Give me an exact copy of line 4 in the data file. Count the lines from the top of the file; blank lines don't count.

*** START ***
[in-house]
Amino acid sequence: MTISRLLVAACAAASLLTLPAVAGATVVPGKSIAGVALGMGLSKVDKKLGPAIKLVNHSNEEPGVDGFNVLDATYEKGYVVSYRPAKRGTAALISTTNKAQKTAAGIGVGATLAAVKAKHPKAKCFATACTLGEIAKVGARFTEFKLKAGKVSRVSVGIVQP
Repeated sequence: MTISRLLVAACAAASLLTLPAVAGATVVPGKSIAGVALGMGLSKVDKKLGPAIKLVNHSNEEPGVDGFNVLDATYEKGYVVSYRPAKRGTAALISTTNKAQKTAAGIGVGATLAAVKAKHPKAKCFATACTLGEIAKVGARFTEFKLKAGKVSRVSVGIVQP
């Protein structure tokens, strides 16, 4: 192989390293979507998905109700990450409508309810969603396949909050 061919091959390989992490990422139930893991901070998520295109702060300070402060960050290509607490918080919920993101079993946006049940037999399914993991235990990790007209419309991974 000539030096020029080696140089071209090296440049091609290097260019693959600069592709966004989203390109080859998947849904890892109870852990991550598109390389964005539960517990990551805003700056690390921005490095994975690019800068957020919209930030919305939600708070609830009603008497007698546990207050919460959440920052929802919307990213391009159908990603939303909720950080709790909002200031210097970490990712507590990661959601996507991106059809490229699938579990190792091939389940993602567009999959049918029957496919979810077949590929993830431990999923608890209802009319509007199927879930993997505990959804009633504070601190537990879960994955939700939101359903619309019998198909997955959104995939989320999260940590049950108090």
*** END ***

């Protein structure tokens, strides 16, 4: 192989390293979507998905109700990450409508309810969603396949909050 061919091959390989992490990422139930893991901070998520295109702060300070402060960050290509607490918080919920993101079993946006049940037999399914993991235990990790007209419309991974 000539030096020029080696140089071209090296440049091609290097260019693959600069592709966004989203390109080859998947849904890892109870852990991550598109390389964005539960517990990551805003700056690390921005490095994975690019800068957020919209930030919305939600708070609830009603008497007698546990207050919460959440920052929802919307990213391009159908990603939303909720950080709790909002200031210097970490990712507590990661959601996507991106059809490229699938579990190792091939389940993602567009999959049918029957496919979810077949590929993830431990999923608890209802009319509007199927879930993997505990959804009633504070601190537990879960994955939700939101359903619309019998198909997955959104995939989320999260940590049950108090």